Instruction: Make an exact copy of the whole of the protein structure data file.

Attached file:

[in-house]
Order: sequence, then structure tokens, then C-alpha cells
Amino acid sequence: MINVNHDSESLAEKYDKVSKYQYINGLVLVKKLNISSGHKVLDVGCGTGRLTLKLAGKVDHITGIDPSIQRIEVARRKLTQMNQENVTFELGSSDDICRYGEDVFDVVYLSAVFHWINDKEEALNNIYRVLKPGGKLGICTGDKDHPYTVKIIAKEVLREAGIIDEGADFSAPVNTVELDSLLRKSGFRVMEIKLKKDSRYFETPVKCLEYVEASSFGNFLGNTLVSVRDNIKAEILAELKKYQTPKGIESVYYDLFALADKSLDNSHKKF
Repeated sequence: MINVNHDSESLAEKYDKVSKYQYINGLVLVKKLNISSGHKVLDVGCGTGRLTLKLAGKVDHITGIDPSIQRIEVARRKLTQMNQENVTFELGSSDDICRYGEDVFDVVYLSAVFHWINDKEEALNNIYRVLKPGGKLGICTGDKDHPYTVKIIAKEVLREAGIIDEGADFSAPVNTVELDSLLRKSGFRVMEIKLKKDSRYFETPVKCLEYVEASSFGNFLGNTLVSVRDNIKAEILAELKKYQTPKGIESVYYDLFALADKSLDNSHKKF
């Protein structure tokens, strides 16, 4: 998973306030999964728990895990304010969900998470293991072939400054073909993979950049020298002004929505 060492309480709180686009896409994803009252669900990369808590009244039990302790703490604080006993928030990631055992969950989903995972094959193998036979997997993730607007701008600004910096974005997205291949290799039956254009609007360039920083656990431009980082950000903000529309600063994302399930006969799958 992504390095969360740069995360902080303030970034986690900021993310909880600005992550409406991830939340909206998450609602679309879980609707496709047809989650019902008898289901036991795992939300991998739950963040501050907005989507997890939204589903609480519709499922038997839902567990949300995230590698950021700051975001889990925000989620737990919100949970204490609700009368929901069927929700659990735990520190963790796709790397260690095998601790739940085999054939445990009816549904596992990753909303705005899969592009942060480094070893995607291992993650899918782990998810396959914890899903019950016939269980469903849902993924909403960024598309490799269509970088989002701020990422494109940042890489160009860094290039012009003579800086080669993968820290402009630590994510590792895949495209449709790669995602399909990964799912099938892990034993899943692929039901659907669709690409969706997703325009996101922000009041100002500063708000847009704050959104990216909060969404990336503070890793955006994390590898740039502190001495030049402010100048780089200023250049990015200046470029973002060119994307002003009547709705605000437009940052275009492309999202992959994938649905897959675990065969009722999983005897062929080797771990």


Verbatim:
[in-house]
Order: sequence, then structure tokens, then C-alpha cells
Amino acid sequence: MINVNHDSESLAEKYDKVSKYQYINGLVLVKKLNISSGHKVLDVGCGTGRLTLKLAGKVDHITGIDPSIQRIEVARRKLTQMNQENVTFELGSSDDICRYGEDVFDVVYLSAVFHWINDKEEALNNIYRVLKPGGKLGICTGDKDHPYTVKIIAKEVLREAGIIDEGADFSAPVNTVELDSLLRKSGFRVMEIKLKKDSRYFETPVKCLEYVEASSFGNFLGNTLVSVRDNIKAEILAELKKYQTPKGIESVYYDLFALADKSLDNSHKKF
Repeated sequence: MINVNHDSESLAEKYDKVSKYQYINGLVLVKKLNISSGHKVLDVGCGTGRLTLKLAGKVDHITGIDPSIQRIEVARRKLTQMNQENVTFELGSSDDICRYGEDVFDVVYLSAVFHWINDKEEALNNIYRVLKPGGKLGICTGDKDHPYTVKIIAKEVLREAGIIDEGADFSAPVNTVELDSLLRKSGFRVMEIKLKKDSRYFETPVKCLEYVEASSFGNFLGNTLVSVRDNIKAEILAELKKYQTPKGIESVYYDLFALADKSLDNSHKKF
């Protein structure tokens, strides 16, 4: 998973306030999964728990895990304010969900998470293991072939400054073909993979950049020298002004929505 060492309480709180686009896409994803009252669900990369808590009244039990302790703490604080006993928030990631055992969950989903995972094959193998036979997997993730607007701008600004910096974005997205291949290799039956254009609007360039920083656990431009980082950000903000529309600063994302399930006969799958 992504390095969360740069995360902080303030970034986690900021993310909880600005992550409406991830939340909206998450609602679309879980609707496709047809989650019902008898289901036991795992939300991998739950963040501050907005989507997890939204589903609480519709499922038997839902567990949300995230590698950021700051975001889990925000989620737990919100949970204490609700009368929901069927929700659990735990520190963790796709790397260690095998601790739940085999054939445990009816549904596992990753909303705005899969592009942060480094070893995607291992993650899918782990998810396959914890899903019950016939269980469903849902993924909403960024598309490799269509970088989002701020990422494109940042890489160009860094290039012009003579800086080669993968820290402009630590994510590792895949495209449709790669995602399909990964799912099938892990034993899943692929039901659907669709690409969706997703325009996101922000009041100002500063708000847009704050959104990216909060969404990336503070890793955006994390590898740039502190001495030049402010100048780089200023250049990015200046470029973002060119994307002003009547709705605000437009940052275009492309999202992959994938649905897959675990065969009722999983005897062929080797771990």